Whether you like to call them entry-level, advanced amateur, "prosumer," or travel DSLRs, there is a huge market for lightweight DLSR cameras priced below $1,000. In fact, this is the single largest market for DSLR camera sales. According to figures released from Nikon, sales of the entry-level D40, D40X, and D60 cameras account for roughly 80 percent of all Nikon DSLR sales. It's no wonder that Nikon was so eager to take the new technology from their mid-graded D90 and put it into a lower-priced entry-level DSLR ... the new Nikon D5000.
Nikon received some positive press coverage and some strong sales numbers following the release of the D90, Nikon's first DSLR capable of live view through the camera's LCD and able to record 720p video. Recognizing the need for a similar camera priced below $1,000, Nikon added the D5000 to list. Our review unit of the new D5000 rolled into the office late last week, and I've been spending some time getting to know Nikon's newest budget DSLR.
The D5000 replaces the D60 in Nikon's lineup, and the D5000 features the same 12.3 megapixel CMOS imager used in the D90 with live view and movie capabilities. It also inherits the 11 point AF system with color and distance tracking as well as optional viewfinder gridlines from the D90. The viewfinder magnification is slightly smaller than the one in the D40X/D60, but the extra AF points and viewfinder gridlines make for a superior user experience. The D5000 is Nikon's first DSLR with a tilt and swivel LCD display used for a standard status display as well as live view and image/video playback. The only other new features of note are the new higher-capacity EN-EL9a battery and the optional MC-DC2 remote cord.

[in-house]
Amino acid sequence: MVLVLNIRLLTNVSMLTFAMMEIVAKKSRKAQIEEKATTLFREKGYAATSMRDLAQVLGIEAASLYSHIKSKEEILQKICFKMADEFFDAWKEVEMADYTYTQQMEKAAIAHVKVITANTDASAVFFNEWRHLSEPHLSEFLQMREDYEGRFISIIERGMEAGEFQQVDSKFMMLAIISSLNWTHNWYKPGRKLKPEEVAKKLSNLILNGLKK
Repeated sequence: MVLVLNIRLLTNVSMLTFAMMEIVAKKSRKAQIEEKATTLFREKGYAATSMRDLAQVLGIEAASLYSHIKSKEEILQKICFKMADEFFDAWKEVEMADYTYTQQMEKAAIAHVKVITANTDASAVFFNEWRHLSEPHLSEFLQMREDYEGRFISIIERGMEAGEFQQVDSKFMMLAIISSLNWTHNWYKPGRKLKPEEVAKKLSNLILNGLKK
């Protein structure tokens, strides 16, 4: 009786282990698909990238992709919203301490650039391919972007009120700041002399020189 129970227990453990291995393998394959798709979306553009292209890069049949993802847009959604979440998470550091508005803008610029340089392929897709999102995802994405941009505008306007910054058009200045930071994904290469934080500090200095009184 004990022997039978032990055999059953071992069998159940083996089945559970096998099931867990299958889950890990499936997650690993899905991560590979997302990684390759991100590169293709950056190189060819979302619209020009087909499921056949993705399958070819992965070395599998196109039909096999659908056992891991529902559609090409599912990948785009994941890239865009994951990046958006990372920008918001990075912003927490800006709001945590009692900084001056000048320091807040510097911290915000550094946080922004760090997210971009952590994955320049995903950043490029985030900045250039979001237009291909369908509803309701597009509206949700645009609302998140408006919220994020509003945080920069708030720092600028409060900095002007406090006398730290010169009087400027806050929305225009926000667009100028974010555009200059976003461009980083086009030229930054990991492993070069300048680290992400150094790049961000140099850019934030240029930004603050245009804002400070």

As someone who uses cameras and lenses from multiple manufacturers, I've come to recognize that every manufacturer has strengths and weaknesses. In addition to fast AF, excellent metering, and a great flash system, Nikon is widely respected for having a good control layout so photographers can find the buttons or dials needed to create great photos. Since my current travel camera is a D40X, I immediately felt right at home with the D5000's controls. The arrangement is definitely similar enough to the D40/D40X/D60 that those seeking a back-up or replacement to their old Nikon DSLR will quickly feel right at home.
Something that's very new to former Nikon owners is the other major feature that the D5000 inherits from the D90: Live View mode (using the camera's LCD) both for recording still images and for recording video. That may or may not be a good thing depending on your past experience. Most amateurs who have been using compact digital cameras enjoy using the LCD to compose images, but chances are good that experienced photographers and videographers would prefer to stick to a live viewfinder. On the bright side, the 2.7 inch LCD on the D5000 features a tilt/swivel frame that allows you to position the screen in exactly the right angle to get the perfect shot.
The entry-level D5000 is bigger than the D40X and D60 cameras it replaces, but is still smaller than the mid-grade D90. In fact, the D5000 is larger and heavier enough that it's possible some D40/D40X/D60 owners may decide not to upgrade because of the increase bulk. Mercifully, despite the larger size and weight, the D5000 feels remarkably comfortable to hold. The hand grip is every bit as comfortable as the one in the D40/D60 series cameras, and all of the buttons and control dials are well placed for easy use.